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NTIA Spotlight: Meeting Spectrum Needs At Home Takes Work Abroad
Earlier this year I participated in the 2012 World Radiocommunication Conference (WRC-12), where policymakers negotiated changes to the international treaty that governs the use of radiofrequency spectrum. This conference is convened every three to four years to ensure the treaty, called the Radio Regulations, keeps up with the rapid pace of technological development in radiocommunications.
Spectrum is the lifeblood of mobile communications, from the smartphones we carry to the radar and GPS systems used to guide aircraft. Because radio waves don’t stop at a nation’s borders, international agreements are necessary to ensure that spectrum-dependent devices can operate without causing harmful interference to one another. That’s where the Radio Regulations come in. Additionally, harmonized spectrum – essentially, radiofrequencies that multiple countries use in the same way – makes it more likely we can use the same devices in many different countries and therefore makes devices more affordable.
WRC-12, held in Geneva, Switzerland, brought together more than 3,000 people from most of the International Telecommunication Union’s (ITU) 193 member countries. As is the case for all ITU treaty events, the conference worked in the six official languages of the Union – English, French, Spanish, Russian, Chinese, and Arabic. All decisional discussions were interpreted and all the documents were translated, although few were printed. Delegates view the documents on their laptops or iPads over the ITU’s wireless network. This paperless environment is a big change from my first WRC in 1997, where I lugged hundreds of pages around in a rolling suitcase. That’s a great savings not only for the budget and the environment, but for delegates’ backs!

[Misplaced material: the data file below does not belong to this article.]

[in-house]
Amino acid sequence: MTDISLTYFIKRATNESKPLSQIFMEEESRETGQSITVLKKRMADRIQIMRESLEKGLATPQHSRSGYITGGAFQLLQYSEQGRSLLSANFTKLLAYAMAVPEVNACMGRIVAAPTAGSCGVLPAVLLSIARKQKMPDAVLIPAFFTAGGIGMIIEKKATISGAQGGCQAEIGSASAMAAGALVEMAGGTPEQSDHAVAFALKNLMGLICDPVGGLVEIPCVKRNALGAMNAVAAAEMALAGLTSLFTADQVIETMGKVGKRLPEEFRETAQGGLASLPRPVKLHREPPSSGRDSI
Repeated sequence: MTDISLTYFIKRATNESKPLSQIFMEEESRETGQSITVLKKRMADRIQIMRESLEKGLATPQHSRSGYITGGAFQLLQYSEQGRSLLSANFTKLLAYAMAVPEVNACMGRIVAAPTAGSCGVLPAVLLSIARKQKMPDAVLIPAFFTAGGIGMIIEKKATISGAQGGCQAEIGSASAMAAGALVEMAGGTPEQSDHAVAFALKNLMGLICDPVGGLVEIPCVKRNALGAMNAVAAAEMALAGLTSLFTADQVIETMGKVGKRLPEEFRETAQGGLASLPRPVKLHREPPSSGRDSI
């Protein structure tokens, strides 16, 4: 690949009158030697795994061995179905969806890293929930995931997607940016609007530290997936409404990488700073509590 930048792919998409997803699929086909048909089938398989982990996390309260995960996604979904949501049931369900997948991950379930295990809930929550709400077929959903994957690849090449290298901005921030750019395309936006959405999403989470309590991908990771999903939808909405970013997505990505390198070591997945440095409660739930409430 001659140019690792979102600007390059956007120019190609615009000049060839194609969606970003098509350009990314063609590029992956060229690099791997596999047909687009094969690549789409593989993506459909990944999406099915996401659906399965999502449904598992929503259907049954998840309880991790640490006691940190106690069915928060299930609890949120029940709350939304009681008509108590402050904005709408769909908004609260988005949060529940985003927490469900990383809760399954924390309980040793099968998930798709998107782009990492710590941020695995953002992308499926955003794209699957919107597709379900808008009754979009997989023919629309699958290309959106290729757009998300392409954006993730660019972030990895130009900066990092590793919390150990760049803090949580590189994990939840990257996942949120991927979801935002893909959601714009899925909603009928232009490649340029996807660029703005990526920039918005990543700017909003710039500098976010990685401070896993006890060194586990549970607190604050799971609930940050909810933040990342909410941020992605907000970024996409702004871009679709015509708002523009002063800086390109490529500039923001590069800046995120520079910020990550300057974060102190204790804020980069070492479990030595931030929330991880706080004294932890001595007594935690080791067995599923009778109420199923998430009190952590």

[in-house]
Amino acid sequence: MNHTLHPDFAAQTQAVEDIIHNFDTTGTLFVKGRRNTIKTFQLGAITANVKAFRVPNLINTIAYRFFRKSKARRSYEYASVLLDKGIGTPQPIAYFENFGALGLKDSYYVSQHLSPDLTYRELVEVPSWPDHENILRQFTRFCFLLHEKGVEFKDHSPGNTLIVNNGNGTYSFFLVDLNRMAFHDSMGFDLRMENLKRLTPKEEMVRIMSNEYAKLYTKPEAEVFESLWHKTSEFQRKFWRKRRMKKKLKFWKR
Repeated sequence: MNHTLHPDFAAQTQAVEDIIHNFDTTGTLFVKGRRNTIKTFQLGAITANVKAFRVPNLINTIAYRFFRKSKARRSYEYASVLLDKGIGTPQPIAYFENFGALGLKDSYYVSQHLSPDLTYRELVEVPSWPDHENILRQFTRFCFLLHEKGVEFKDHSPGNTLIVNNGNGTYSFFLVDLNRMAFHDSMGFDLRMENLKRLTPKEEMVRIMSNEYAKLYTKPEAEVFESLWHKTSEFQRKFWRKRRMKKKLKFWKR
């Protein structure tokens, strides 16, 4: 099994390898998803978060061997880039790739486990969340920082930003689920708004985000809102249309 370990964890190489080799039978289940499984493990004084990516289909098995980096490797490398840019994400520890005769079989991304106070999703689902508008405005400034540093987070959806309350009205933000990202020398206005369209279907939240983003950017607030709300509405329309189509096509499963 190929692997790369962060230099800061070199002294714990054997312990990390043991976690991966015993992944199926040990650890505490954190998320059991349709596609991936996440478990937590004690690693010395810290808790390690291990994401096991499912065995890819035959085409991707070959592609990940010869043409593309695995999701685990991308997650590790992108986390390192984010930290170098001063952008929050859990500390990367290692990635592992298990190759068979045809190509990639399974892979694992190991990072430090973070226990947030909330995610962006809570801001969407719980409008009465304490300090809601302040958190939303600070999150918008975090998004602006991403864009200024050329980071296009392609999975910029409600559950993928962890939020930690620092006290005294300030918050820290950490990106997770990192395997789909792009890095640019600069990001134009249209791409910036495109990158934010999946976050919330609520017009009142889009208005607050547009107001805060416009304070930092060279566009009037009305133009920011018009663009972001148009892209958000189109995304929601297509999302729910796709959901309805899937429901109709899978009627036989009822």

There were 33 items on the WRC-12 agenda, and the United States had proposals on most of them. We were highly successful in achieving our objectives and satisfying critical federal agency and industry radio spectrum needs. For example, the conference allocated new spectrum to support radars we use to monitor the ocean’s surface and to collect airborne imagery that enhances our national security. The conference also allocated spectrum that enables unmanned aircraft to be commanded and controlled safely from the ground. (Unmanned aircraft are no longer just military drones; the growing list of civilian applications for this technology includes search and rescue, border security, weather monitoring, and disaster applications. It may soon include cargo flights.) In addition, the next WRC will examine allocating spectrum for the command and control of unmanned aircraft from space.
Speaking of space, the conference also allocated spectrum that supports lunar missions, earth observation and climate monitoring, and digital maritime communications for ship and port safety and security. In addition, participants improved the procedures for registering satellite networks with the ITU. In fact, the United States had sixteen proposals in this area alone, which became a “conference within the conference,” with meetings night and day.
Most importantly, however, we secured a broadband agenda item at the next conference. This agenda item will support NTIA’s effort to nearly double the amount of spectrum available for U.S. commercial wireless broadband service this decade – a goal set by President Obama. To maximize the economic value of the spectrum we are identifying for wireless broadband, it should be harmonized globally. That is one of the objectives we hope to achieve at WRC-15. In fact, we are now planning the technical studies needed to support solid decision-making at this conference. Meanwhile, NTIA continues its work with federal agencies to evaluate spectrum that can be potentially put into commercial use while protecting government missions.
In short, the U.S. delegation’s participation at the WRC was a great success. Our accomplishments will support the expanding wireless communications needs of American consumers, businesses, and government while removing international barriers to the introduction of new U.S. technologies.